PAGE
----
NEW YORK (Reuters) - Goldman Sachs Group Inc’s credit card is expected to appear in Apple Inc stores as soon as this week, introducing another major touchpoint with affluent, tech-savvy consumers the Wall Street bank hopes to lure.
Goldman’s foray into retail banking began in 2015 and has accelerated under Chief Executive David Solomon, who took the helm last year. Because Goldman does not have branches, it has been trying to get attention for products offered by its consumer bank, Marcus, through promotions and partnerships.
Called Apple Card, the card will use the MasterCard payment network. While consumers will receive a physical card, Apple and Goldman hope users will store payment information in the iPhone wallet app and make purchases without needing to carry the card.
The Apple alliance will push the brand much further into the mainstream than Goldman’s prior efforts, analysts said. Effectively, the Goldman Sachs-Apple card will become the vehicle for people who want to buy pricey smartphones, computers and other gadgets from one of the world’s most popular consumer brands.
“There is a great deal of buzz,” said Barclays analyst Jason Goldberg, comparing Goldman’s offering to JPMorgan Chase & Co’s popular Sapphire credit card. “We expect solid issuance right out of the box.”
There were 1.4 billion active Apple devices, 900 million of which were iPhones, as of January. The company has been emailing potential customers about the new credit card’s launch, with Apple Chief Executive Tim Cook saying last week that it would soon appear in stores.
On Friday, Goldman Sachs released terms and conditions, including details on interest rates and rewards.
Although there is excitement on Wall Street, analysts have expressed concern about Goldman’s plunge into retail.
For one, the bank has precious little experience dealing with Main Street borrowers. Many economists and analysts believe the United States is overdue for a recession, which makes the timing of Goldman’s card roll-out less than ideal.
Bank executives said last month that they have tamped down efforts to grow consumer loans because of heightened credit risk. As of July, Marcus had a $6 billion book of unsecured loans, which mostly stem from consumers who consolidated existing credit-card debt into a cheaper product. Marcus also held more than $50 billion in retail deposits.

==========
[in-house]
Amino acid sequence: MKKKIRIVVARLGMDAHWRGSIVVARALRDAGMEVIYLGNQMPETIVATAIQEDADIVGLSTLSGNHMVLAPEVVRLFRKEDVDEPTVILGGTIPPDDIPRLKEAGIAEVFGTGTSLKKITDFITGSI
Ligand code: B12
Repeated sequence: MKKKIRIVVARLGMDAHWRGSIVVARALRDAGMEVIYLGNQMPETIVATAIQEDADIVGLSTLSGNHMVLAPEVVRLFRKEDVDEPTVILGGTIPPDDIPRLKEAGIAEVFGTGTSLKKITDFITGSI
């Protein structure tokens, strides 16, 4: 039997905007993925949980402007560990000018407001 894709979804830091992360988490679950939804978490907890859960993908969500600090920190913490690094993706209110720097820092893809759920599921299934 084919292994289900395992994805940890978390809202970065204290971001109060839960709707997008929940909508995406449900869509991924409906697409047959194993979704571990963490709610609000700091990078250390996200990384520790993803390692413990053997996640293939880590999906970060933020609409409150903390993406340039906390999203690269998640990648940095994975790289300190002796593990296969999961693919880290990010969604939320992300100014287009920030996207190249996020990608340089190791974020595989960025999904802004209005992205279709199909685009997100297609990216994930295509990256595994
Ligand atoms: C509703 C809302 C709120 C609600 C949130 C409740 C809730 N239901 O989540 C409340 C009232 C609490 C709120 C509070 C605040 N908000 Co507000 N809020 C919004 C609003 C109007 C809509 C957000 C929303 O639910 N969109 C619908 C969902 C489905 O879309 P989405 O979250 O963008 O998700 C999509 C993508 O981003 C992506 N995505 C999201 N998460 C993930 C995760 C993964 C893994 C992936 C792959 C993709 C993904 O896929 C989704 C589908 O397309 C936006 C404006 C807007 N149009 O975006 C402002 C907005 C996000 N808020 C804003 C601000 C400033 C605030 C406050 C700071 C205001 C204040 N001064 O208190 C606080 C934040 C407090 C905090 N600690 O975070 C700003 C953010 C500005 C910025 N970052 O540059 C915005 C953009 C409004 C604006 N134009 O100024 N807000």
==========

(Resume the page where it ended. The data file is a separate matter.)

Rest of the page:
As the business has grown, analysts complain that Goldman is not disclosing enough details about the people it is lending to, such as their credit scores or delinquency rates. They also worry that Goldman is spending a lot on something that is unlikely generate meaningful profits for some time.
Over the past few years, Goldman has spent $1.3 billion, before taxes, on new business initiatives, Goldman Chief Financial Officer Stephen Scherr told analysts last month. The initiatives are the Apple card, Marcus’ digital offerings and a transaction banking product.
Those three projects dragged down Goldman’s return-on-equity by 60 basis points in the second quarter, Scherr said. But he predicted they will bolster profits once they are running at full-scale.
Analysts believe Goldman’s credit-card endeavor will be fruitful over the long-run, even if it takes awhile to get off the ground.
A few years from now, the card will only represent 1-2% of Goldman’s earnings, Wells Fargo & Co analyst Mike Mayo predicted. But, he said, the bank has the advantage of starting from scratch, unlike rivals that are dealing with costly branch networks and old technology.
“These are two iconic brands that are partnering to better compete as part of the 21st century digital banking wars,” May told Reuters. “It is part of Goldman’s pivot. Expect big attention.”
Reporting By Elizabeth Dilts; Additional reporting by Stephen Nellis in San Francisco and Imani Moise in New York; Editing by Lauren Tara LaCapra and Cynthia Osterman